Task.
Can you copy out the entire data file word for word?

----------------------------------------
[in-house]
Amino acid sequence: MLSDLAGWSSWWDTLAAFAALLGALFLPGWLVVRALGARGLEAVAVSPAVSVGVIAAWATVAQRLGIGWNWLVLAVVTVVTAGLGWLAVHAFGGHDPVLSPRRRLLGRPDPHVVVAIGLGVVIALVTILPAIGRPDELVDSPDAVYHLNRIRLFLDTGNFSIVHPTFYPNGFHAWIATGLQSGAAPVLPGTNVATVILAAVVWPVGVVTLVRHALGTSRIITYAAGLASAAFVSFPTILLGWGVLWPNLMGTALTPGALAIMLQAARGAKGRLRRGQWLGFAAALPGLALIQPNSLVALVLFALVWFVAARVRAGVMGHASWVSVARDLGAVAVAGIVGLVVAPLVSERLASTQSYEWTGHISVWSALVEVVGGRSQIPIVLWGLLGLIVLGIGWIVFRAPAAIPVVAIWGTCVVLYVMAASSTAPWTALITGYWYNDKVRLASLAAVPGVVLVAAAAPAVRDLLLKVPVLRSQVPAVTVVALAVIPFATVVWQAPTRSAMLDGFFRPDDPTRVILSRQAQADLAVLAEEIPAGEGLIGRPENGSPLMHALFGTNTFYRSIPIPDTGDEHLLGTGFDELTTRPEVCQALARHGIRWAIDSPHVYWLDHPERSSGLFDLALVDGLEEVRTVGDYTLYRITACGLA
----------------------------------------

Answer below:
[in-house]
Amino acid sequence: MLSDLAGWSSWWDTLAAFAALLGALFLPGWLVVRALGARGLEAVAVSPAVSVGVIAAWATVAQRLGIGWNWLVLAVVTVVTAGLGWLAVHAFGGHDPVLSPRRRLLGRPDPHVVVAIGLGVVIALVTILPAIGRPDELVDSPDAVYHLNRIRLFLDTGNFSIVHPTFYPNGFHAWIATGLQSGAAPVLPGTNVATVILAAVVWPVGVVTLVRHALGTSRIITYAAGLASAAFVSFPTILLGWGVLWPNLMGTALTPGALAIMLQAARGAKGRLRRGQWLGFAAALPGLALIQPNSLVALVLFALVWFVAARVRAGVMGHASWVSVARDLGAVAVAGIVGLVVAPLVSERLASTQSYEWTGHISVWSALVEVVGGRSQIPIVLWGLLGLIVLGIGWIVFRAPAAIPVVAIWGTCVVLYVMAASSTAPWTALITGYWYNDKVRLASLAAVPGVVLVAAAAPAVRDLLLKVPVLRSQVPAVTVVALAVIPFATVVWQAPTRSAMLDGFFRPDDPTRVILSRQAQADLAVLAEEIPAGEGLIGRPENGSPLMHALFGTNTFYRSIPIPDTGDEHLLGTGFDELTTRPEVCQALARHGIRWAIDSPHVYWLDHPERSSGLFDLALVDGLEEVRTVGDYTLYRITACGLA